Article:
- Question from Rosie: What type of diagnostic testing is available to detect recurrence of initially diagnosed cancer or new cancer in women who have undergone mastectomy with or without reconstructive surgery?
- Answers - Jennifer Sabol, M.D., F.A.C.S. The most appropriate and most common tool to use is simply physical examination. You have to remember that the layer of breast tissue left is generally less than 1/4 of an inch thick. Your fingertips are going to detect a small nodule within that skin flap much faster than any imaging study. In addition, cancers that recur after a mastectomy tend to appear more like a rash on the surface of the skin than they do a mass deep within the reconstruction. Finally, the other places to evaluate for recurrence are under the arms and within the axillary lymph nodes. Again, this is not a place well imaged by any current imaging modality; it is best evaluated on physical examination. Having said that, if imaging of the reconstructed breast is warranted, a breast or chest wall MRI is probably the most useful tool we have to date.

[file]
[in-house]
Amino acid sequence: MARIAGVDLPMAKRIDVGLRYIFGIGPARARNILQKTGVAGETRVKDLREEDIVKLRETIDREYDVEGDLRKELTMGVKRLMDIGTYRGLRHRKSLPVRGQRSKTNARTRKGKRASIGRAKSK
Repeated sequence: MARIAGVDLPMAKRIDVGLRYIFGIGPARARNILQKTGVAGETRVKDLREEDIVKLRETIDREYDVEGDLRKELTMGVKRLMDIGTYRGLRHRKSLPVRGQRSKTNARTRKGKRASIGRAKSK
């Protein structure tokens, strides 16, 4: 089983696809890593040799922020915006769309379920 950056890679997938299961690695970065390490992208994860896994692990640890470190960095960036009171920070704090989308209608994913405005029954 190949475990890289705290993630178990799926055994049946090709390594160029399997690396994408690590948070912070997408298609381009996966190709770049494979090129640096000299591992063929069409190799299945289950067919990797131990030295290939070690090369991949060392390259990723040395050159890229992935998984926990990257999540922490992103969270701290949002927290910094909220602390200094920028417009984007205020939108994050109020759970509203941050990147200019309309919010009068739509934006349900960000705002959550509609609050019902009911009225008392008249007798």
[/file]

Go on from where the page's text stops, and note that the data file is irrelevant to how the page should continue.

On Wednesday, May 16, 2007, the Ask-the-Expert Online Conference was called Reconstruction Updates. Joseph Serletti, M.D. and moderator Jennifer Sabol, M.D. answered your questions about breast reconstruction.
The materials presented in these conferences do not necessarily reflect the views of Breastcancer.org. A qualified healthcare professional should be consulted before using any therapeutic product or regimen discussed. All readers should verify all information and data before employing any therapies described here.
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